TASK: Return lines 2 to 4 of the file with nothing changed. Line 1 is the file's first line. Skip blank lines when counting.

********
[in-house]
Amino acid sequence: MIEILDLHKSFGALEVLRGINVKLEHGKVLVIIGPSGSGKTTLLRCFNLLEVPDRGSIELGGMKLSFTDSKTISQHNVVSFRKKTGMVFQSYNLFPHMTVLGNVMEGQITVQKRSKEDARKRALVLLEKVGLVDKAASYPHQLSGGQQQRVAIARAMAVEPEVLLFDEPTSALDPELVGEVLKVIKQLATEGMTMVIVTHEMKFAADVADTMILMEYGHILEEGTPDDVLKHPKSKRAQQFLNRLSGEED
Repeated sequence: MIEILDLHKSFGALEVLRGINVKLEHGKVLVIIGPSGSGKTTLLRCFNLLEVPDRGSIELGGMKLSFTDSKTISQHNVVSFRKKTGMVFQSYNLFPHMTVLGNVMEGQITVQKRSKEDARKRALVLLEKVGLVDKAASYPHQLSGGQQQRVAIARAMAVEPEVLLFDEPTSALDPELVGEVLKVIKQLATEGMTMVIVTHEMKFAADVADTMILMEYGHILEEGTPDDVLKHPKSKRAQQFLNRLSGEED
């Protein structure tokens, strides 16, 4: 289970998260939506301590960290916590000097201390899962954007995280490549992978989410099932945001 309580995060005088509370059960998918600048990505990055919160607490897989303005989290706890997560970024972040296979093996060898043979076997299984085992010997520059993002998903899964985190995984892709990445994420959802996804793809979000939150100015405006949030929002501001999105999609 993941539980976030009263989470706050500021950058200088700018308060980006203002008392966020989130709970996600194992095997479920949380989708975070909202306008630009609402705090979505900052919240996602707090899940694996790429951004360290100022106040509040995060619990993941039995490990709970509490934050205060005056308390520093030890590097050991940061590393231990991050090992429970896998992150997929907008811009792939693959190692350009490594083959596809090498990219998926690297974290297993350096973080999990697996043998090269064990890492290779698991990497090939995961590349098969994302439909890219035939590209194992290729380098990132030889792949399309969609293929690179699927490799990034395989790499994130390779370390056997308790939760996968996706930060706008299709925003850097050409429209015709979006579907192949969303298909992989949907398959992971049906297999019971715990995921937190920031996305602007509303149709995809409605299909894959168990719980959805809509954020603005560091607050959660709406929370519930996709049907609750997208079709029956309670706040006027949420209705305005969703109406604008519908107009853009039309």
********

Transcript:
Amino acid sequence: MIEILDLHKSFGALEVLRGINVKLEHGKVLVIIGPSGSGKTTLLRCFNLLEVPDRGSIELGGMKLSFTDSKTISQHNVVSFRKKTGMVFQSYNLFPHMTVLGNVMEGQITVQKRSKEDARKRALVLLEKVGLVDKAASYPHQLSGGQQQRVAIARAMAVEPEVLLFDEPTSALDPELVGEVLKVIKQLATEGMTMVIVTHEMKFAADVADTMILMEYGHILEEGTPDDVLKHPKSKRAQQFLNRLSGEED
Repeated sequence: MIEILDLHKSFGALEVLRGINVKLEHGKVLVIIGPSGSGKTTLLRCFNLLEVPDRGSIELGGMKLSFTDSKTISQHNVVSFRKKTGMVFQSYNLFPHMTVLGNVMEGQITVQKRSKEDARKRALVLLEKVGLVDKAASYPHQLSGGQQQRVAIARAMAVEPEVLLFDEPTSALDPELVGEVLKVIKQLATEGMTMVIVTHEMKFAADVADTMILMEYGHILEEGTPDDVLKHPKSKRAQQFLNRLSGEED
């Protein structure tokens, strides 16, 4: 289970998260939506301590960290916590000097201390899962954007995280490549992978989410099932945001 309580995060005088509370059960998918600048990505990055919160607490897989303005989290706890997560970024972040296979093996060898043979076997299984085992010997520059993002998903899964985190995984892709990445994420959802996804793809979000939150100015405006949030929002501001999105999609 993941539980976030009263989470706050500021950058200088700018308060980006203002008392966020989130709970996600194992095997479920949380989708975070909202306008630009609402705090979505900052919240996602707090899940694996790429951004360290100022106040509040995060619990993941039995490990709970509490934050205060005056308390520093030890590097050991940061590393231990991050090992429970896998992150997929907008811009792939693959190692350009490594083959596809090498990219998926690297974290297993350096973080999990697996043998090269064990890492290779698991990497090939995961590349098969994302439909890219035939590209194992290729380098990132030889792949399309969609293929690179699927490799990034395989790499994130390779370390056997308790939760996968996706930060706008299709925003850097050409429209015709979006579907192949969303298909992989949907398959992971049906297999019971715990995921937190920031996305602007509303149709995809409605299909894959168990719980959805809509954020603005560091607050959660709406929370519930996709049907609750997208079709029956309670706040006027949420209705305005969703109406604008519908107009853009039309």